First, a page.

Are Draft Experts Better or Worse than NFL GMs?

Football fans everywhere react emotionally to the draft picks our team makes in real time. Some of you have watched tape or the live games yourselves and made your own assessments, but many of us rely on the experts whose job it is to size up prospects and rank them before the draft. Then the draft comes and NFL GMs routinely confound or surprise us by "reaching" for a player we don't think should be drafted that high or by grabbing a player we perceive as great value who has dropped lower than we think he should have. So who is more accurate in their assessments, the GMs or the pundits? And does that tell us anything about what to expect from the 2021 draft?

For the 2020 NFL draft we have a year of play in the books so we can get a sense of who did better. As my "expert", I used Dane Brugler of The Athletic, who does a tremendous amount of work through the year watching game tape and trying to notice the strengths and flaws in players' games and how that might translate to the pros. The result is his annual volume, "The Beast", which is a great read. As my arbiter of success I am using PFF scores, which I find to be generally good even if BBVers disagree with their assessments of a few specific players.

Question 1: How well did Dane Brugler predict round 1 of the 2020 draft?

24 of the first 32 picks made by the NFL were in Brugler's top 32; 3 more were chosen within the first 9 picks of round 2. That leaves 5 other players for which Brugler seems to have strongly disagreed with the GMs' assessments.

Question 2: Where Brugler and the NFL disagree by a lot, who seems to have made the more accurate assessment?

For this I assume that a disagreement of 10 draft slots or more is a big disagreement. Here are the results. For each player, the numbers in parentheses are where the player was chosen and the NFL draft slot minus Brugler's draft slot. So negative means the GMs rated the player more highly, positive means Brugler rated the player more highly. The next number is the player's 2020 PFF score.

Players the NFL liked a lot more than Brugler:

Andrew Thomas (4, -11): 62.4
Justin Herbert (6, -12): 79.9
AJ Terrell (16, -32): 60.8
Damon Arnette (19, -50): 41.7
Jalen Reagor (21, -23): 64.0
Cesar Ruiz (24, -15): 58.6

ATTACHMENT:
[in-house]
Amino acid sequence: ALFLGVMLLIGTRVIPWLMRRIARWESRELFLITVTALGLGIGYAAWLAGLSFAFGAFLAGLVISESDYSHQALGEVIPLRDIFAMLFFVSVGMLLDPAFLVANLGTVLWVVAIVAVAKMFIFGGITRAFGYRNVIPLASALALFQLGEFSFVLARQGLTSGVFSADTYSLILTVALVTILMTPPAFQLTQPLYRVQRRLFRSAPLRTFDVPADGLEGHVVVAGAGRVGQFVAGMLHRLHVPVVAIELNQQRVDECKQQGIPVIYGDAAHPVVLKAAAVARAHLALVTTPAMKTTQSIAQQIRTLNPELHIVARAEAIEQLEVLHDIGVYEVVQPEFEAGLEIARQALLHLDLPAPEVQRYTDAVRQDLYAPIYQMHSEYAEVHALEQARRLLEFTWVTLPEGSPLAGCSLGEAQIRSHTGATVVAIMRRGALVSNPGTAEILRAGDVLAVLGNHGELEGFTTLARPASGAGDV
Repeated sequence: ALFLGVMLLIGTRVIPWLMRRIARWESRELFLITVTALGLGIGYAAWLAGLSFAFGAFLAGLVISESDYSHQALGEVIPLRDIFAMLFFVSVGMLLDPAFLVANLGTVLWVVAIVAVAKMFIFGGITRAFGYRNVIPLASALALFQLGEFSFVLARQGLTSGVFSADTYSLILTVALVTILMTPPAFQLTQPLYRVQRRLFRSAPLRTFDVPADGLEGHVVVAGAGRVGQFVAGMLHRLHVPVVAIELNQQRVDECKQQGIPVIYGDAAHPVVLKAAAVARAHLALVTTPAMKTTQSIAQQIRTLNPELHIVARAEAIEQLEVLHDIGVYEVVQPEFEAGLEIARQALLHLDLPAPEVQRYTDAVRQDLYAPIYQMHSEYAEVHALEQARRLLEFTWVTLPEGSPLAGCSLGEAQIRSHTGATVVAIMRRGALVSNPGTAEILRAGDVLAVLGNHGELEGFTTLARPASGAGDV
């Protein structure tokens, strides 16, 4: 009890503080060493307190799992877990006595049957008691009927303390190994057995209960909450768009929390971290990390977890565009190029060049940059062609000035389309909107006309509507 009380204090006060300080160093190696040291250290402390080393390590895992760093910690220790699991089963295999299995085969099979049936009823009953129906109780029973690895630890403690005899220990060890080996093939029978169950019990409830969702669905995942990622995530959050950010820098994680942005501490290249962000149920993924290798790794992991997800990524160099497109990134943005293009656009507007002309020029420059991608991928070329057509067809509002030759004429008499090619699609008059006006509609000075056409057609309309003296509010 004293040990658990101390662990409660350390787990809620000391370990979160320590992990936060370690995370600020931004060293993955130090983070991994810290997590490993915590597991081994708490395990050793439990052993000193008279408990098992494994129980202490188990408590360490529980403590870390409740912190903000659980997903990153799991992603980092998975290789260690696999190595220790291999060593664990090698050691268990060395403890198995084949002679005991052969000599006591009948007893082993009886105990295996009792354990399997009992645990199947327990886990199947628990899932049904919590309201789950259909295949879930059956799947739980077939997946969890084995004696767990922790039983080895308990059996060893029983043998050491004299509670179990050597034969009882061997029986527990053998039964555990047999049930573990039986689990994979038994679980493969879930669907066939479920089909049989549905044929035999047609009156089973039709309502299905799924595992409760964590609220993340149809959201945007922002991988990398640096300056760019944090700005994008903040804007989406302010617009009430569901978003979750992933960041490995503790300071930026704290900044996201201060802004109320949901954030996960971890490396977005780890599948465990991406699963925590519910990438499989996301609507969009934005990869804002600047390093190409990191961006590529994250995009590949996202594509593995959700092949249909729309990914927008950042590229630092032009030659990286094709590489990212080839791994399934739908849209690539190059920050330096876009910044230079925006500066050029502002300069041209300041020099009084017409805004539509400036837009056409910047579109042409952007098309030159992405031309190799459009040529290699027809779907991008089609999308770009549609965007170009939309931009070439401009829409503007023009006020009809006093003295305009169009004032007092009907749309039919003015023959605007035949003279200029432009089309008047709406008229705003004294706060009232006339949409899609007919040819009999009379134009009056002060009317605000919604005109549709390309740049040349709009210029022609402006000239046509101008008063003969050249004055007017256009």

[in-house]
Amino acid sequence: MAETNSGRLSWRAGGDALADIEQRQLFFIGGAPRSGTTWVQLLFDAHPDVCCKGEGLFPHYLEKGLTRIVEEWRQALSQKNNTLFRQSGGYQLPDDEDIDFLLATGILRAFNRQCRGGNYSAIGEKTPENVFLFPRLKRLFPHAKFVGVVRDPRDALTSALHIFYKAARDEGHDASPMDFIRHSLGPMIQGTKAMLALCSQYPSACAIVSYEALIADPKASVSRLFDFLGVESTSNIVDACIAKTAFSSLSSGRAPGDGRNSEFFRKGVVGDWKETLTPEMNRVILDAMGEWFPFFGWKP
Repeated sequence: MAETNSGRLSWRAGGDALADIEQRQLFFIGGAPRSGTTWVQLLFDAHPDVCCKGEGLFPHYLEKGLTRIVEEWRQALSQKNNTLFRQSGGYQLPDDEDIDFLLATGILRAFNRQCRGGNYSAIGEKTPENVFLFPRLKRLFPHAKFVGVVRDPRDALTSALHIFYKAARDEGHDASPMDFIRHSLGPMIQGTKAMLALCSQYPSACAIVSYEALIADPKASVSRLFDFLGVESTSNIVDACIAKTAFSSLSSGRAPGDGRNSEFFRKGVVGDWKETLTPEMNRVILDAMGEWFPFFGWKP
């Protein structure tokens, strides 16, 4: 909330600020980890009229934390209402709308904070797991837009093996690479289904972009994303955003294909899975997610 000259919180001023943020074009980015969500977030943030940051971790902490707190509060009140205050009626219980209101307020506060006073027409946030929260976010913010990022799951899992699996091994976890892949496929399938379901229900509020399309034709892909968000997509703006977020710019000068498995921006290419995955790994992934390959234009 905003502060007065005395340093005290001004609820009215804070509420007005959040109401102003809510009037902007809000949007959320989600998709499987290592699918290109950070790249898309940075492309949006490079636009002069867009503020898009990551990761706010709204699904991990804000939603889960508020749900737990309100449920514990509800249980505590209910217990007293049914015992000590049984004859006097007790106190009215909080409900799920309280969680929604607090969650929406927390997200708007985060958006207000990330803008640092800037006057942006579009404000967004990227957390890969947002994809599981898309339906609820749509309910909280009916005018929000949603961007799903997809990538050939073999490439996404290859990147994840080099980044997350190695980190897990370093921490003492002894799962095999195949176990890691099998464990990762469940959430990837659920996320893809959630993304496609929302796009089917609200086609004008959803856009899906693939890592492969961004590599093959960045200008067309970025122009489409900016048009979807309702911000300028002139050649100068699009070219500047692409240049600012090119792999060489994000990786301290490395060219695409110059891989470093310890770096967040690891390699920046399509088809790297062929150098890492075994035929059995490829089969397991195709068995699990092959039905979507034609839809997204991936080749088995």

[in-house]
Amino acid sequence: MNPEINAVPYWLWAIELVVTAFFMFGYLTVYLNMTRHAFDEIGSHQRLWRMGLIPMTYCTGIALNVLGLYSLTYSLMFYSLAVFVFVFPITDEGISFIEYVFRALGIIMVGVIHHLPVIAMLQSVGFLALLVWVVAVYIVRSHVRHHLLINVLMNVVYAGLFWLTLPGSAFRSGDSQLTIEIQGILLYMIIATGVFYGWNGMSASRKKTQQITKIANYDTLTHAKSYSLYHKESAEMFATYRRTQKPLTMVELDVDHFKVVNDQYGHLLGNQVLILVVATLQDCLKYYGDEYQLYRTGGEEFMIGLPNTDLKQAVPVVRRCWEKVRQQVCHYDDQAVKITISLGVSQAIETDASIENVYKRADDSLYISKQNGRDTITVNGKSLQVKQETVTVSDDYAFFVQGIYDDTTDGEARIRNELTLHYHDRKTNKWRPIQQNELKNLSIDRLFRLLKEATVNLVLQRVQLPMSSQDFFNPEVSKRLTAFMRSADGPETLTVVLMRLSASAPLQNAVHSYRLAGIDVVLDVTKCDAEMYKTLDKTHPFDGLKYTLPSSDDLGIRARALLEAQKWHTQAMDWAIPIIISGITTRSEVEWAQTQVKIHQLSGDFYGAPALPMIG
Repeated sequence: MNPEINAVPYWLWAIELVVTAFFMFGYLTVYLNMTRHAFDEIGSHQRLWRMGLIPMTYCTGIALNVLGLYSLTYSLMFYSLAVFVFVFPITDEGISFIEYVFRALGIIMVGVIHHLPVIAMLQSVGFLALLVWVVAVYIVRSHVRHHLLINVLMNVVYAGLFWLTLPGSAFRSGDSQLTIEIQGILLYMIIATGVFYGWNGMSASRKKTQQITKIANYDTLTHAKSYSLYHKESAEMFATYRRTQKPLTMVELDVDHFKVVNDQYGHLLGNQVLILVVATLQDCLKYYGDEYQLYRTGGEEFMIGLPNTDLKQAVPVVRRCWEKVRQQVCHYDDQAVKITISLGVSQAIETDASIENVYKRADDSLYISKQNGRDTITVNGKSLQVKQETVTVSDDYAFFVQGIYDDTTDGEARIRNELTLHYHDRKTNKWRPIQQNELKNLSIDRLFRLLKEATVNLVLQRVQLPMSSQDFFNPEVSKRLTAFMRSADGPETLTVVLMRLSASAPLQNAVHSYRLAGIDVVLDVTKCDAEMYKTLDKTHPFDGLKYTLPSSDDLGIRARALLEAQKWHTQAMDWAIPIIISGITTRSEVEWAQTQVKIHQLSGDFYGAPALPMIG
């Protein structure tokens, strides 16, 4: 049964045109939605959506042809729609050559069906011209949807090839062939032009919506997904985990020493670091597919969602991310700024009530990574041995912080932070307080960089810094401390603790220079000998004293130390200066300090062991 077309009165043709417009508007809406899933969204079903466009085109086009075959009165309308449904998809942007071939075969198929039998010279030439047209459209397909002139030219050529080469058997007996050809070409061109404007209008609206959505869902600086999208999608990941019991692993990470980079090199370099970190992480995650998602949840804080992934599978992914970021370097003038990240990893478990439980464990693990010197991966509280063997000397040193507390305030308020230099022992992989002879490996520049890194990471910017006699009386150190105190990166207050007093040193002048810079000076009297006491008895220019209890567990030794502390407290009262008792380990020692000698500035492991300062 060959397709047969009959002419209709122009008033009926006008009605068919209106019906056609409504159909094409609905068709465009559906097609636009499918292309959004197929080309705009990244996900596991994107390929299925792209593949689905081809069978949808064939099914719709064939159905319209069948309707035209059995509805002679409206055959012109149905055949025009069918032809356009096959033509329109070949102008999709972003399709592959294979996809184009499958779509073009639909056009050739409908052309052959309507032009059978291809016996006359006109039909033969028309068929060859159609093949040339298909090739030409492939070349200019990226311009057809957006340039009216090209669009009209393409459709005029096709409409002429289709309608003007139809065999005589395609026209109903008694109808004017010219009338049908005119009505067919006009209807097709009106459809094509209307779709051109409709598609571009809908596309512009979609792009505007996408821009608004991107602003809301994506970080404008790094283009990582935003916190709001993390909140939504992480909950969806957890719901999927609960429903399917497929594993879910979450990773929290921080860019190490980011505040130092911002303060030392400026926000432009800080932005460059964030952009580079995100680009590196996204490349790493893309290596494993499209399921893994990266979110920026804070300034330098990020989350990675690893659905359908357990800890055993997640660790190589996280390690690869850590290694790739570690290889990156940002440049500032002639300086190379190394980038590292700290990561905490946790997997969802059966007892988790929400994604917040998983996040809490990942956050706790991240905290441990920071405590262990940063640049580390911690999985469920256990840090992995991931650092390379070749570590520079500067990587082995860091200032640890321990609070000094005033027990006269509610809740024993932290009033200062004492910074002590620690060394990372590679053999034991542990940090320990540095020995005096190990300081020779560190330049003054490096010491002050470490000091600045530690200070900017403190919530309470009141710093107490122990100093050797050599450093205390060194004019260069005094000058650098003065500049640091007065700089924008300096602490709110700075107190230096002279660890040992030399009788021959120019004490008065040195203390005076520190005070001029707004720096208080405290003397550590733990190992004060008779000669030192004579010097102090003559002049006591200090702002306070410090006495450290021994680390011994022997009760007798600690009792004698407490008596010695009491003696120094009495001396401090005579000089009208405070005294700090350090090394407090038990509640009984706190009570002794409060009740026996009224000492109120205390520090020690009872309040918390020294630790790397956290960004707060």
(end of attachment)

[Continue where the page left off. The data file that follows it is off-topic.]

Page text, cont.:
Jordyn Brooks (27, -40): 47.6
Isaiah Wilson (29, -26): 60.0
Noah Igbinoghene (30, -32): 37.1

Players the NFL liked a lot less than Brugler:

Jonathan Taylor (41, +13): 83.9
Marlon Davidson (47, +19): 58.1
AJ Epenesa (54, +22): 64.7
JK Dobbins (55, +35): 71.5
Ezra Cleveland (58, +28): 66.2
Josh Jones (72, +50): 43.0

So Brugler had his misses: He didn't rate Herbert as highly as his performance suggests he should have (but who did?), and he saw Josh Jones as better player than he showed in year 1, in which he played sparingly. But the NFL GMs had more and bigger misses, players who were really subpar (Arnette, Igbinoghene, Brooks to some extent) and players who outplayed their draft slot (Taylor, Dobbins, both RBs, who are devalued now in the NFL).

Of course, rookie year does not necessarily predict entire careers. We're hoping that's true for Andrew Thomas. But overall, Brugler does seem to have a bit of skill relative to the NFL as a whole. So it's worth asking: Where does he disagree a lot with the NFL GMs in the 2021 draft? Overall Brugler ranked 26 of the 32 players drafted in round 1 in his top 32. Here are the results:

Players the NFL liked a lot more than Brugler:

Mac Jones (15, -10)
Zaven Collins (16, -11)
Alex Leatherwood (17, -17)
Jamin Davis (19, -17)
Payton Turner (28, -32)
Eric Stokes (29, -22)

Players Brugler liked a lot more than the NFL:

Landon Dickerson (37, +16)
Christian Barmore (38, +18)
Teven Jenkins (39, +15)
Levi Onwuzurike (41, +12)
Azeez Ojulari (50, +34)
Jeremiah Owusu-Koramoah (52, +37)

We'll see how the 2021 season plays out, but these are players worth watching to see who was right and who was wrong.

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